Dear Dr. Levine,
My 16-year-old daughter has learning disabilities. Most people don’t notice this until they really start talking to her. She grew up in a closely-knit neighborhood and she had the same friends since preschool.
As she has gotten older, the differences have become more apparent and her friends began to spend less and less time with her. She has a difficult time finding anyone to hang out with on the weekend and is really upset by this and can’t understand why.
Her very best friend has completely cut her out since eighth grade and will not even return her texts. She has made a few new friends in high school but they don’t seem to have a lot of time for her outside of school either. None of these girls are mean to her; they just don’t call her up or make plans with her.
I don’t know how to help her out. She babysits in the neighborhood all the time and all the parents rave about how wonderful she is. She is really a lovely girl, dresses and looks the same as the other girls, but she has a sweet naiveté about her that doesn’t seem to mesh with the other teens. I think she has trouble keeping up with their conversations, inside jokes etc.
How can I help her out with this? I am heartbroken watching her feel heartbroken. I would really appreciate your advice.
Signed, Heartbroken Mom
Dear Heartbroken Mom,
It is not uncommon for teens with learning disabilities to have problems making and keeping friends. Of course, the nature of these problems varies widely depending on the individuals and their disabilities.
For example, teens with learning disabilities are more likely to lack self-confidence—or may have a hard time reading social cues, such as knowing when to speak and when to listen.
Given that I don’t know your daughter’s precise situation, here are a few thoughts:
1) Teens have a hard time accepting people who are different, with or without learning disabilities. It is also natural that friendships change as children enter adolescence. Bear in mind, as long as your daughter has one or two friends in high school, she doesn’t necessarily need to be “popular” or have a circle of friends.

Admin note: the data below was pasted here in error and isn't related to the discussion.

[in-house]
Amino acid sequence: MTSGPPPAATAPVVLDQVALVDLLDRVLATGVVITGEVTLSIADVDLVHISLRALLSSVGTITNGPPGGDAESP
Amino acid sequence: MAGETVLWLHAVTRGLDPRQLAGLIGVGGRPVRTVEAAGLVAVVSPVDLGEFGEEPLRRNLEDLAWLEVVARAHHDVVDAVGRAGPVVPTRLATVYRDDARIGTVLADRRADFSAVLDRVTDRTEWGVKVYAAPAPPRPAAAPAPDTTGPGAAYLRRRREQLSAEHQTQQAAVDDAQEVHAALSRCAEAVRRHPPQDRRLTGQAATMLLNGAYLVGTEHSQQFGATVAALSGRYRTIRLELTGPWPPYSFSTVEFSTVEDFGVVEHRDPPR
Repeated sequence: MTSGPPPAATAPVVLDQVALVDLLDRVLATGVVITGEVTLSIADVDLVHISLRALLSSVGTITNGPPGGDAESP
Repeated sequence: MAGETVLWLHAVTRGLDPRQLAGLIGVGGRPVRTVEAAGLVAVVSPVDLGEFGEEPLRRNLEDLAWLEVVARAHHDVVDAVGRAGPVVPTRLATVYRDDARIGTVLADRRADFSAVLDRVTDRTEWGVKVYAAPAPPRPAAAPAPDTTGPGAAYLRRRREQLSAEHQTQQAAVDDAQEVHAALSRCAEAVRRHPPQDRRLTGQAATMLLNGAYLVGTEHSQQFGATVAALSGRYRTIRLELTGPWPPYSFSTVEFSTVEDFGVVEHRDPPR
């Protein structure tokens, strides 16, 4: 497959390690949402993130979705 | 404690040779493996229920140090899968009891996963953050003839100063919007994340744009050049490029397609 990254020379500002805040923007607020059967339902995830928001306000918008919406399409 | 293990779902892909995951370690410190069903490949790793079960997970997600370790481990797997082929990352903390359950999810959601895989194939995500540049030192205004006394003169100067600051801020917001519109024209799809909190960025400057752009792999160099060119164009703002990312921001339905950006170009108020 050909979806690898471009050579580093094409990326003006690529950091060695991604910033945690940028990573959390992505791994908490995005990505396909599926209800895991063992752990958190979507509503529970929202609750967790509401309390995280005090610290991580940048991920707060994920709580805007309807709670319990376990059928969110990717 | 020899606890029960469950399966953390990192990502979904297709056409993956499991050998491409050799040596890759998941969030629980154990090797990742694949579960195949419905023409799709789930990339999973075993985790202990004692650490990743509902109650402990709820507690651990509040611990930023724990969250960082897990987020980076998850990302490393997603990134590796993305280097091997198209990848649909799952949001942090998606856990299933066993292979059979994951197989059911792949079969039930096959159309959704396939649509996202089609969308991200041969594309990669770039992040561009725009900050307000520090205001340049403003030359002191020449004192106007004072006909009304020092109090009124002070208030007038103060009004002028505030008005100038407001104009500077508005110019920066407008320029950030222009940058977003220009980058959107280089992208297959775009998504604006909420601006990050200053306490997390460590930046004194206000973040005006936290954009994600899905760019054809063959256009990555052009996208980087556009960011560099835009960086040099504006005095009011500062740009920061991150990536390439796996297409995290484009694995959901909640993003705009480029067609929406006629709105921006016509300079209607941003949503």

2) Be a good listener. It sounds like you are very sensitive to your daughter’s feelings; continue to allow her to vent her problems and frustrations.
3) Apropos of these conversations and your own observations, can you identify the specific social deficits that seem to interfere with her friendships? If so, you can role-play and coach her so she can learn new skills.
4) To help nurture after-school and/or weekend friendships, are there any areas (e.g. in sports, arts of crafts, theater) in which your daughter excels? If so, encourage her participation in some planned activity or non-academic class so she has opportunities to meet new friends in a small setting.
5) If you aren’t sure what is interfering with your daughter’s friendships, if she seems depressed, or if you don’t feel comfortable addressing these problems on your own, you might want to speak to a counselor who specializes in learning disabilities. Such an individual can work with you and your daughter to assess her specific deficits and identify strategies to overcome them.
6) Finally, although you might feel like you are the only one with this problem right now, you are not alone. it might be helpful to find a family support group in your community with other parents who are struggling with similar problems. The guidance counselor at school may be able to help you find such a resource.
Hope this is helpful. It sounds like your daughter has so many nice qualities that these high school years may turn out to be the worst.
Best regards, Irene